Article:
We all need friends. Period. The end. If you say you don’t need friendships, you are wrong. Our husband should be our first and best friend, but since as women we were created with different gifts than men, women need women. Girls need girls. A man can do his best to try to understand our thoughts and emotions, but ladies, they just aren’t built the same way. It’s important to remember that Christians are not meant to live in an inward-focused isolation. Our Catholic Church is an invitation to live in Christian community with one another, in service and in love. How do we do that when we are at home most of the time in order to homeschool?

This generation has a tremendous gift in the web and social media. We can make and nourish online friendships in a variety of forums from blogs to Facebook, from Twitter to hangouts, from email to Instagram. Online relationships can be convenient for busy mothers, because conversations usually happen outside of set time frames. You often don’t have to be in the same place at the same time to enjoy one another’s company. I also find that online friendships work for both extroverts and introverts, because you decide how much you talk and there is a layer of protection between a shy individual and her keyboard.

But we still need the flesh and blood interactions, too. A hug from another woman, a smile, even a raised eyebrow and a snarky chuckle are essential to our humanity. IRL friendships with faraway friends are often inevitably converted into online relationships. I propose we need to be more intentional about nourishing our nearby IRL friendships and maybe step out on a limb to make new friends or deepen existing friendships in order to grow in humility and holiness.

Years ago, most families didn’t move from state to state, following jobs and dreams, over and over. Consequently, we often don’t have those tight-knit life-long friendships or nearby extended family that our grandparents enjoyed. The internet allows us to keep in touch with IRL friends from far away and to find friends who share the same values and mesh with our lifestyle even if they live far away.

A skill we might be losing, though, is how to make friends with just about anyone. If we are only making friends with people like us, which I have deliberately chosen to do in certain seasons of my motherhood, we cannot truly be open to the prompts of the Holy Spirit to influence change in our lives or to be an instrument of change in the lives of others. Stepping out of our comfort zone at the park with moms who are “strangers” or joining a new group to meet new women can give us that shot in the arm we need.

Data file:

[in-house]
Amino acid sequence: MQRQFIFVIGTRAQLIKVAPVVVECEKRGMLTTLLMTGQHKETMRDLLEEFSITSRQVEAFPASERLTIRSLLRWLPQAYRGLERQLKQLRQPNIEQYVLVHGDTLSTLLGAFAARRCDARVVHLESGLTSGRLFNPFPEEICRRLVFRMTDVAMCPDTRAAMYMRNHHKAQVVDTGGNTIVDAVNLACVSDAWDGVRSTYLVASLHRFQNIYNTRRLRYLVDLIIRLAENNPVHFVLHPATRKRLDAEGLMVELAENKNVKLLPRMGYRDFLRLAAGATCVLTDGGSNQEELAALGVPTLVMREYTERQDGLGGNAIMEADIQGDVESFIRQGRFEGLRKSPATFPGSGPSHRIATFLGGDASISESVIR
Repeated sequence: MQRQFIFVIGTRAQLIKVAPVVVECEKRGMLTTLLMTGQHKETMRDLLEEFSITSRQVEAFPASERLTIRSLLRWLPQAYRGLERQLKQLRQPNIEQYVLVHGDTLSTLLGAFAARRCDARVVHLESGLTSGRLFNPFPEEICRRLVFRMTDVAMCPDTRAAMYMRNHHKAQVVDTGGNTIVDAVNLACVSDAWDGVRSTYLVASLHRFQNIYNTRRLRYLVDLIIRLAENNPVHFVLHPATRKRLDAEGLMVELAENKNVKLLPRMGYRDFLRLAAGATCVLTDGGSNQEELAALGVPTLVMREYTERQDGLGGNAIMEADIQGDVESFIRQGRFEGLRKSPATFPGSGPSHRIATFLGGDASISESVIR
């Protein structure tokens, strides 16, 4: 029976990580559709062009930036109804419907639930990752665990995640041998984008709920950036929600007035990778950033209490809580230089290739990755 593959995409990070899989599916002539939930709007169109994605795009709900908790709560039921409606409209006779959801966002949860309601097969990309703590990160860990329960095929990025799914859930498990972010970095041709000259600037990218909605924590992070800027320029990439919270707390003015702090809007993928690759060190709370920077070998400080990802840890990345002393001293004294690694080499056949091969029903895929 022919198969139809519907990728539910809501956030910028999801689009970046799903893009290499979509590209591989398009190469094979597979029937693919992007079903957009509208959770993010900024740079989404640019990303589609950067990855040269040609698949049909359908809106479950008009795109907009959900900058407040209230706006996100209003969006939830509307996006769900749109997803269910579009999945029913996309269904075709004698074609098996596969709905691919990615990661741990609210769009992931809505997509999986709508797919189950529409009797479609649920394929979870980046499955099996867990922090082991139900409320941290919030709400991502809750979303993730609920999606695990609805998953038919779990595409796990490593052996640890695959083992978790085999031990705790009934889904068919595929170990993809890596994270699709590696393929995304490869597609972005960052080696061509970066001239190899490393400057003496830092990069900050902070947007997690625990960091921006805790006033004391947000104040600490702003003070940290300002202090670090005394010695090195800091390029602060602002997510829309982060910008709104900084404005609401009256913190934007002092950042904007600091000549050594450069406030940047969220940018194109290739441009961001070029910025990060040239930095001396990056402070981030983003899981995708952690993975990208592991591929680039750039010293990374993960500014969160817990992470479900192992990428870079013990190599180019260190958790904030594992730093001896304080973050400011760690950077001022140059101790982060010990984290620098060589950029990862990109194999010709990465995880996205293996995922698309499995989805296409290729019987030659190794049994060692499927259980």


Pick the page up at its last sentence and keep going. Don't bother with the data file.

I also believe that online interactions can be key to filling our emotional tanks as homeschooling mothers. We need a sense of community that, perhaps, men don’t need as much as we do, and it’s very hard to find the time to meet with local friends with nursing babies, teenagers in transition, math lessons, soccer practices, cooking, cleaning, shopping, and everything else. It’s hard enough to find time for the occasional date night with our husbands. Being online can mean the difference between surviving and thriving in this 24-7-365 vocation we have chosen!

Still, I also believe we need to nourish those friendships we have with women nearby, even the ones that seem to take more work than we are willing to give. We were created with a need for one another. Couldn’t you use a real human hug more often than not? To ignore that desire, is to ignore how God created us.

Saint John Paul II said both, “The feminine foundation is relational and other-focused,” and “Friendship, as has been said, consists in a full commitment of the will to another person with a view to that person’s good.” Surely, it is putting our femininity to good use by developing friendships and nurturing other women both online and in real live.

How can you reach out today to a friend IRL? Can you call or text her? Stop by with a plate of cookies or flowers from your yard just to say hello?